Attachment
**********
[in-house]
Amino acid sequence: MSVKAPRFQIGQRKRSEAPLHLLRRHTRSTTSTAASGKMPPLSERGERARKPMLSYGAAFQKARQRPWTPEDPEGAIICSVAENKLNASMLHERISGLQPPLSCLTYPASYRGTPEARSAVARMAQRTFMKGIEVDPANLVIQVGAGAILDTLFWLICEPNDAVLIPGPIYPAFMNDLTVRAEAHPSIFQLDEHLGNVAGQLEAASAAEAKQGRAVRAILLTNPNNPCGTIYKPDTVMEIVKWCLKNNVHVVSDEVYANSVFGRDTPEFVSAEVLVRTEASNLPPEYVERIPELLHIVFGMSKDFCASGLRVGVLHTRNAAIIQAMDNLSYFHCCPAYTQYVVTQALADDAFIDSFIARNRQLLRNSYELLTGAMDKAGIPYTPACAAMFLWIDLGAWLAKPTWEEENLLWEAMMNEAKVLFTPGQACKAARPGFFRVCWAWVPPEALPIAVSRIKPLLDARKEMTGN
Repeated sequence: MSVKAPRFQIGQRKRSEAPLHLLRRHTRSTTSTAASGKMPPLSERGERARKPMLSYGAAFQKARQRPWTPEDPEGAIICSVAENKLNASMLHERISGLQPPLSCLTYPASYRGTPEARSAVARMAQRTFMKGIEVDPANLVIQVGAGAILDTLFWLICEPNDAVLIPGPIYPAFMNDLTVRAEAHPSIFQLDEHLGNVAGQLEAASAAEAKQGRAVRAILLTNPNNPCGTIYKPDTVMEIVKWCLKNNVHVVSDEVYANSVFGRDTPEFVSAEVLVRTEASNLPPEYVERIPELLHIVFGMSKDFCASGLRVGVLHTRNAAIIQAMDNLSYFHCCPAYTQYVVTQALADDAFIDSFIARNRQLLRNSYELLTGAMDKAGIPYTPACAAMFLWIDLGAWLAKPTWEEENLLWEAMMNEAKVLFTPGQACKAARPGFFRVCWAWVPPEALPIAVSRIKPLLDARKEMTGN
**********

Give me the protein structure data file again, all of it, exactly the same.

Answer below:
[in-house]
Amino acid sequence: MSVKAPRFQIGQRKRSEAPLHLLRRHTRSTTSTAASGKMPPLSERGERARKPMLSYGAAFQKARQRPWTPEDPEGAIICSVAENKLNASMLHERISGLQPPLSCLTYPASYRGTPEARSAVARMAQRTFMKGIEVDPANLVIQVGAGAILDTLFWLICEPNDAVLIPGPIYPAFMNDLTVRAEAHPSIFQLDEHLGNVAGQLEAASAAEAKQGRAVRAILLTNPNNPCGTIYKPDTVMEIVKWCLKNNVHVVSDEVYANSVFGRDTPEFVSAEVLVRTEASNLPPEYVERIPELLHIVFGMSKDFCASGLRVGVLHTRNAAIIQAMDNLSYFHCCPAYTQYVVTQALADDAFIDSFIARNRQLLRNSYELLTGAMDKAGIPYTPACAAMFLWIDLGAWLAKPTWEEENLLWEAMMNEAKVLFTPGQACKAARPGFFRVCWAWVPPEALPIAVSRIKPLLDARKEMTGN
Repeated sequence: MSVKAPRFQIGQRKRSEAPLHLLRRHTRSTTSTAASGKMPPLSERGERARKPMLSYGAAFQKARQRPWTPEDPEGAIICSVAENKLNASMLHERISGLQPPLSCLTYPASYRGTPEARSAVARMAQRTFMKGIEVDPANLVIQVGAGAILDTLFWLICEPNDAVLIPGPIYPAFMNDLTVRAEAHPSIFQLDEHLGNVAGQLEAASAAEAKQGRAVRAILLTNPNNPCGTIYKPDTVMEIVKWCLKNNVHVVSDEVYANSVFGRDTPEFVSAEVLVRTEASNLPPEYVERIPELLHIVFGMSKDFCASGLRVGVLHTRNAAIIQAMDNLSYFHCCPAYTQYVVTQALADDAFIDSFIARNRQLLRNSYELLTGAMDKAGIPYTPACAAMFLWIDLGAWLAKPTWEEENLLWEAMMNEAKVLFTPGQACKAARPGFFRVCWAWVPPEALPIAVSRIKPLLDARKEMTGN